8:00 PM, 14th June, 2003
Frida Kahlo (Hayek) was born of a Jewish father and Mexican mother and grew up in Mexico at a time of political and social ferment. The film spans the famous painter's life from adolescence to her death at the age of 47. At the age of 18, Frida was involved in a horrifying trolley-car accident that almost killed her and left her crippled and in debilitating pain for the rest of her life. Frida did not allow her disability to stop her from leading a politically and artistically active life. She channelled her pain into artistic expression, married the renowned muralist and philanderer Diego Rivera (Molina), espoused liberal and socialist causes and had affairs with Leon Trotsky (Rush) and various women. The film's script can be faulted for trying to cover too much ground and only dealing superficially with the major events in Frida's life, but benefits from very good performances and an interesting visual style. The film pulsates with colour, inspired by the paintings of Frida Kahlo, with some scenes fading into or out of paintings.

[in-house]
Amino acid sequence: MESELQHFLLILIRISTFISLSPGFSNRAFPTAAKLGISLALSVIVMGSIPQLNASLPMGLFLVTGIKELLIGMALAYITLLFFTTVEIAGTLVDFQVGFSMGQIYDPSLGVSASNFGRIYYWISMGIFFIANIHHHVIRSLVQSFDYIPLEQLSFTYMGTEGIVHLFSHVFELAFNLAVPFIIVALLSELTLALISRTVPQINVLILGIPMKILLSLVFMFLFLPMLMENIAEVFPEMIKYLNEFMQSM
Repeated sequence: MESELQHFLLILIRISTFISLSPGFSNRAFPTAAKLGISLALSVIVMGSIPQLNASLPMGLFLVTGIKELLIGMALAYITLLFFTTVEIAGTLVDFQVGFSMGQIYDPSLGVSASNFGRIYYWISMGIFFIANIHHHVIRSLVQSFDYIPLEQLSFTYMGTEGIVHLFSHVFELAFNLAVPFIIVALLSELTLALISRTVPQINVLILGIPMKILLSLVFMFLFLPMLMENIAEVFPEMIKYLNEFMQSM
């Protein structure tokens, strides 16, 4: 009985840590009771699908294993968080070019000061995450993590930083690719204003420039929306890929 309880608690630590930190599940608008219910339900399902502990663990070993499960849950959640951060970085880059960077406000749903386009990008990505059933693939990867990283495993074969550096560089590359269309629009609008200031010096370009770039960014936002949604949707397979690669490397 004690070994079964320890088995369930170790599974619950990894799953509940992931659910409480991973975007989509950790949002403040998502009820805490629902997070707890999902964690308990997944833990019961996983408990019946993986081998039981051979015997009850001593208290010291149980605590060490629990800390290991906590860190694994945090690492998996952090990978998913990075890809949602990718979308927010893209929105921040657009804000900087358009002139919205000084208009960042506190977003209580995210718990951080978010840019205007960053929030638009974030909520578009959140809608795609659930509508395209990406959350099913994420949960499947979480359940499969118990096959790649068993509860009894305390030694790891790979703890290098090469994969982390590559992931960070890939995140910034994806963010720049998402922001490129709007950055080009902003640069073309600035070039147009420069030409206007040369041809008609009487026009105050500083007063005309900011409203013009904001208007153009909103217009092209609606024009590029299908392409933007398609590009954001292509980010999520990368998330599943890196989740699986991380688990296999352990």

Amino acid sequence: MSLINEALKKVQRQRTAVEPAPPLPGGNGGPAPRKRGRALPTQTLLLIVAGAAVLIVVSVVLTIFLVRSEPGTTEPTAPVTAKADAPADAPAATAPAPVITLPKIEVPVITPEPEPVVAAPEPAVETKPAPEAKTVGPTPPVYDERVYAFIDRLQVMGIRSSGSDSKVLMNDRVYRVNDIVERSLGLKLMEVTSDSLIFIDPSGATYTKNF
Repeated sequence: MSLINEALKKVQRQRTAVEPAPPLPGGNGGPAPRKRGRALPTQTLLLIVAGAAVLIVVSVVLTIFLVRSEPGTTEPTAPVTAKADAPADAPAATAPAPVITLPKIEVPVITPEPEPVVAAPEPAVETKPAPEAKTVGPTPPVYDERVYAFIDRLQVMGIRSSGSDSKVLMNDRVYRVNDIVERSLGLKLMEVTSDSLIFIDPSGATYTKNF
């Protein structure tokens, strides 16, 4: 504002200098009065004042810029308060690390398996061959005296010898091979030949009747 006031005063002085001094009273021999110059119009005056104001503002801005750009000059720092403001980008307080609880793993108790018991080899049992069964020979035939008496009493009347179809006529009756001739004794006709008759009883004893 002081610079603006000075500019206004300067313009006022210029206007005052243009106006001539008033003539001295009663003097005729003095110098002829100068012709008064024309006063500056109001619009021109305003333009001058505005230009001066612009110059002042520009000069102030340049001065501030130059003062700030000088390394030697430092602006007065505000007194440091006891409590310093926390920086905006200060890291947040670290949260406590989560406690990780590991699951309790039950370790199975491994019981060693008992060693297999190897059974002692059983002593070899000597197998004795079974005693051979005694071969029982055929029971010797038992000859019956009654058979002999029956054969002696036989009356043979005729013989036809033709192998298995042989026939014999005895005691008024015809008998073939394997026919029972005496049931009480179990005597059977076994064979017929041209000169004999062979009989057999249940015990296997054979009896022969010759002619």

10:00 PM, 14th June, 2003
The place: Northern Italy. The plot: Philippa's husband dies from a drug overdose, so she vows revenge against the dealers. The police force is uninterested; then the bomb she makes doesn't kill the dealers but does make her a murderer and a terrorist suspect. Enter Filipo, a young translator/policeman, and Philippa's life isn't quite as hellish as before.
The question: Do the lovers escape, or do they die agonising deaths?
The verdict: Tom Tykwer (director) has the ability to put together wonderful imagery on the screen (e.g. Run Lola Run), and this movie is no exception. Blanchett has to display the complete range of human emotion from blind fury to passionate love via quiet contempt and utter surprise. You judge whether she is believable.